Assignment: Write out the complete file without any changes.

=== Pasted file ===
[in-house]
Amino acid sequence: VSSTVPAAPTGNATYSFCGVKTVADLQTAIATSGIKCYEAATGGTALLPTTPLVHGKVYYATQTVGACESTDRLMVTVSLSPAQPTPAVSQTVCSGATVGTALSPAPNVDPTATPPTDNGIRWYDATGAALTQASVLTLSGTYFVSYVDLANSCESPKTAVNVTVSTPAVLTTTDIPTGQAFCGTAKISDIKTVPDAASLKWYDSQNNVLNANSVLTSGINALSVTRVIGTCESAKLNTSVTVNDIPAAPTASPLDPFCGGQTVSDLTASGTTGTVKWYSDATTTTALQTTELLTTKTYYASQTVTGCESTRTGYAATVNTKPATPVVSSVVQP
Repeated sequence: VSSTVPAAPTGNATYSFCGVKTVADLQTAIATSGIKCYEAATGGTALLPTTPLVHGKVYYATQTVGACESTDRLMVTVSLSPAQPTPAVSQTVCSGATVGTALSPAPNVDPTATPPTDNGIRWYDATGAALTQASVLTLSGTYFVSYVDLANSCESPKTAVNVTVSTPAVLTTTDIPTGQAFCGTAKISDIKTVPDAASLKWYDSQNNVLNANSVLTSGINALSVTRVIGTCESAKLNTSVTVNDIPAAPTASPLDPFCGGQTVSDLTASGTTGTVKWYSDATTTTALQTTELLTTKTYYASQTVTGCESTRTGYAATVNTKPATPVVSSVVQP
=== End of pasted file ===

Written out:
[in-house]
Amino acid sequence: VSSTVPAAPTGNATYSFCGVKTVADLQTAIATSGIKCYEAATGGTALLPTTPLVHGKVYYATQTVGACESTDRLMVTVSLSPAQPTPAVSQTVCSGATVGTALSPAPNVDPTATPPTDNGIRWYDATGAALTQASVLTLSGTYFVSYVDLANSCESPKTAVNVTVSTPAVLTTTDIPTGQAFCGTAKISDIKTVPDAASLKWYDSQNNVLNANSVLTSGINALSVTRVIGTCESAKLNTSVTVNDIPAAPTASPLDPFCGGQTVSDLTASGTTGTVKWYSDATTTTALQTTELLTTKTYYASQTVTGCESTRTGYAATVNTKPATPVVSSVVQP
Repeated sequence: VSSTVPAAPTGNATYSFCGVKTVADLQTAIATSGIKCYEAATGGTALLPTTPLVHGKVYYATQTVGACESTDRLMVTVSLSPAQPTPAVSQTVCSGATVGTALSPAPNVDPTATPPTDNGIRWYDATGAALTQASVLTLSGTYFVSYVDLANSCESPKTAVNVTVSTPAVLTTTDIPTGQAFCGTAKISDIKTVPDAASLKWYDSQNNVLNANSVLTSGINALSVTRVIGTCESAKLNTSVTVNDIPAAPTASPLDPFCGGQTVSDLTASGTTGTVKWYSDATTTTALQTTELLTTKTYYASQTVTGCESTRTGYAATVNTKPATPVVSSVVQP